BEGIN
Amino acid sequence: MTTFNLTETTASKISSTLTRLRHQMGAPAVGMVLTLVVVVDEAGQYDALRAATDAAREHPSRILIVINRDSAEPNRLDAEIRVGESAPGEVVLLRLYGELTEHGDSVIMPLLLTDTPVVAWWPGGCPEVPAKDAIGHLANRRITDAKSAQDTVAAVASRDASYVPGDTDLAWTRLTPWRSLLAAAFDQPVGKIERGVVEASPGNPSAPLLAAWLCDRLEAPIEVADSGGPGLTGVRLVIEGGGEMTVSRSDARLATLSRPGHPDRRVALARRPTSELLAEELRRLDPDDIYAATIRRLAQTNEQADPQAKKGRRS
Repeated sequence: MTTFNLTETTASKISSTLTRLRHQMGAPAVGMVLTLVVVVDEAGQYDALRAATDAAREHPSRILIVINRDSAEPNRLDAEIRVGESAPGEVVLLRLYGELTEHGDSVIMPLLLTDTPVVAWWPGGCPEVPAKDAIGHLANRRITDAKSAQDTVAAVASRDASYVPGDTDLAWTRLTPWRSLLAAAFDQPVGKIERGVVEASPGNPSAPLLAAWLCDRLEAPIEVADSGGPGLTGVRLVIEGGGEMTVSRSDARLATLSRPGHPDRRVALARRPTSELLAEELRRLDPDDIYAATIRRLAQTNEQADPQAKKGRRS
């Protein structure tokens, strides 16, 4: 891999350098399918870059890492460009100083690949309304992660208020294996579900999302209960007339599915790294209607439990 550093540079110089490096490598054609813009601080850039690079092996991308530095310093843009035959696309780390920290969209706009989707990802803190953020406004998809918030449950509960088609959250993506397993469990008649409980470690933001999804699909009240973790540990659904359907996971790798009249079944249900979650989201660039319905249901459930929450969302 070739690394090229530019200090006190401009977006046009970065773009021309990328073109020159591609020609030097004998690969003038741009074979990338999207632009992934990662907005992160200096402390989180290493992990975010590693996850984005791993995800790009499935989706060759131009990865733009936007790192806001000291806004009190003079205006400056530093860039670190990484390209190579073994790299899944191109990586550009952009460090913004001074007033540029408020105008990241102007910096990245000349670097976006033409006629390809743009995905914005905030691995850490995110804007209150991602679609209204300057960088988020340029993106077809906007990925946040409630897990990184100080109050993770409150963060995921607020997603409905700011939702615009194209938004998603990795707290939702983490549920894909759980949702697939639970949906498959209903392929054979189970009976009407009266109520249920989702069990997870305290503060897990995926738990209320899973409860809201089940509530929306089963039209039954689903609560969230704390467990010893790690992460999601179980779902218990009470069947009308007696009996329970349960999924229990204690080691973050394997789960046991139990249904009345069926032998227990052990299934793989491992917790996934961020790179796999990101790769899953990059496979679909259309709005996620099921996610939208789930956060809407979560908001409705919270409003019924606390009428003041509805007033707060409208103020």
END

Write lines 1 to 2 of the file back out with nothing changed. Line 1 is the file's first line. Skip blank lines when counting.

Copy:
Amino acid sequence: MTTFNLTETTASKISSTLTRLRHQMGAPAVGMVLTLVVVVDEAGQYDALRAATDAAREHPSRILIVINRDSAEPNRLDAEIRVGESAPGEVVLLRLYGELTEHGDSVIMPLLLTDTPVVAWWPGGCPEVPAKDAIGHLANRRITDAKSAQDTVAAVASRDASYVPGDTDLAWTRLTPWRSLLAAAFDQPVGKIERGVVEASPGNPSAPLLAAWLCDRLEAPIEVADSGGPGLTGVRLVIEGGGEMTVSRSDARLATLSRPGHPDRRVALARRPTSELLAEELRRLDPDDIYAATIRRLAQTNEQADPQAKKGRRS
Repeated sequence: MTTFNLTETTASKISSTLTRLRHQMGAPAVGMVLTLVVVVDEAGQYDALRAATDAAREHPSRILIVINRDSAEPNRLDAEIRVGESAPGEVVLLRLYGELTEHGDSVIMPLLLTDTPVVAWWPGGCPEVPAKDAIGHLANRRITDAKSAQDTVAAVASRDASYVPGDTDLAWTRLTPWRSLLAAAFDQPVGKIERGVVEASPGNPSAPLLAAWLCDRLEAPIEVADSGGPGLTGVRLVIEGGGEMTVSRSDARLATLSRPGHPDRRVALARRPTSELLAEELRRLDPDDIYAATIRRLAQTNEQADPQAKKGRRS